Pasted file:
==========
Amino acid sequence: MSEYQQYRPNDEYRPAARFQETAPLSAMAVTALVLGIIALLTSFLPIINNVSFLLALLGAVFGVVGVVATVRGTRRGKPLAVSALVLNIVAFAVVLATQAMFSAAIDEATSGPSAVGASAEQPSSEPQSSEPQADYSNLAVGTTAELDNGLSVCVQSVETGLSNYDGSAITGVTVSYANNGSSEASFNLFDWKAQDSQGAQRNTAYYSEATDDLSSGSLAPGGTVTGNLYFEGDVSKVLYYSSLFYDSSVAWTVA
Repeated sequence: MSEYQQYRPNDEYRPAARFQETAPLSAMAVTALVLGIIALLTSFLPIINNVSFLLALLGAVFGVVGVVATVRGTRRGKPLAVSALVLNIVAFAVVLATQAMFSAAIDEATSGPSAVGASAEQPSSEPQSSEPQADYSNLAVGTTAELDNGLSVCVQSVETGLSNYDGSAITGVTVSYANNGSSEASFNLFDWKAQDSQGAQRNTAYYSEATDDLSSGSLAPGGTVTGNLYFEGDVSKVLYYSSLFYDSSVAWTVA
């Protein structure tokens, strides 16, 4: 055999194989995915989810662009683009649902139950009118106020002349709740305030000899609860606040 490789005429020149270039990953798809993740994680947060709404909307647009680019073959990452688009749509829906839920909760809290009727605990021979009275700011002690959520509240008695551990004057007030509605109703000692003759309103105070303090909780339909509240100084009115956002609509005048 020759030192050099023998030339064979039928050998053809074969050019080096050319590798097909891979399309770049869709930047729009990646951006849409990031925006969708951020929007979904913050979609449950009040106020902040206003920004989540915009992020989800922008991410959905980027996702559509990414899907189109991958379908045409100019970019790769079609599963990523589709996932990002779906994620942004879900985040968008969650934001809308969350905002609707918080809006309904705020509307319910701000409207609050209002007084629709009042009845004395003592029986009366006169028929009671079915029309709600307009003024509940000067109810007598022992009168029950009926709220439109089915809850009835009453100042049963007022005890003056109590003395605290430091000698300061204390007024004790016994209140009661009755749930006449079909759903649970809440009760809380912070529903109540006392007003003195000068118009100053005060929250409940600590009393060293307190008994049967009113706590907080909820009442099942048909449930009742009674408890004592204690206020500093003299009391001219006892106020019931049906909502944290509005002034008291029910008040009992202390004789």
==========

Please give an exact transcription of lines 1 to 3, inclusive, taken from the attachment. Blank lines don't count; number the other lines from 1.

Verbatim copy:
Amino acid sequence: MSEYQQYRPNDEYRPAARFQETAPLSAMAVTALVLGIIALLTSFLPIINNVSFLLALLGAVFGVVGVVATVRGTRRGKPLAVSALVLNIVAFAVVLATQAMFSAAIDEATSGPSAVGASAEQPSSEPQSSEPQADYSNLAVGTTAELDNGLSVCVQSVETGLSNYDGSAITGVTVSYANNGSSEASFNLFDWKAQDSQGAQRNTAYYSEATDDLSSGSLAPGGTVTGNLYFEGDVSKVLYYSSLFYDSSVAWTVA
Repeated sequence: MSEYQQYRPNDEYRPAARFQETAPLSAMAVTALVLGIIALLTSFLPIINNVSFLLALLGAVFGVVGVVATVRGTRRGKPLAVSALVLNIVAFAVVLATQAMFSAAIDEATSGPSAVGASAEQPSSEPQSSEPQADYSNLAVGTTAELDNGLSVCVQSVETGLSNYDGSAITGVTVSYANNGSSEASFNLFDWKAQDSQGAQRNTAYYSEATDDLSSGSLAPGGTVTGNLYFEGDVSKVLYYSSLFYDSSVAWTVA
């Protein structure tokens, strides 16, 4: 055999194989995915989810662009683009649902139950009118106020002349709740305030000899609860606040 490789005429020149270039990953798809993740994680947060709404909307647009680019073959990452688009749509829906839920909760809290009727605990021979009275700011002690959520509240008695551990004057007030509605109703000692003759309103105070303090909780339909509240100084009115956002609509005048 020759030192050099023998030339064979039928050998053809074969050019080096050319590798097909891979399309770049869709930047729009990646951006849409990031925006969708951020929007979904913050979609449950009040106020902040206003920004989540915009992020989800922008991410959905980027996702559509990414899907189109991958379908045409100019970019790769079609599963990523589709996932990002779906994620942004879900985040968008969650934001809308969350905002609707918080809006309904705020509307319910701000409207609050209002007084629709009042009845004395003592029986009366006169028929009671079915029309709600307009003024509940000067109810007598022992009168029950009926709220439109089915809850009835009453100042049963007022005890003056109590003395605290430091000698300061204390007024004790016994209140009661009755749930006449079909759903649970809440009760809380912070529903109540006392007003003195000068118009100053005060929250409940600590009393060293307190008994049967009113706590907080909820009442099942048909449930009742009674408890004592204690206020500093003299009391001219006892106020019931049906909502944290509005002034008291029910008040009992202390004789």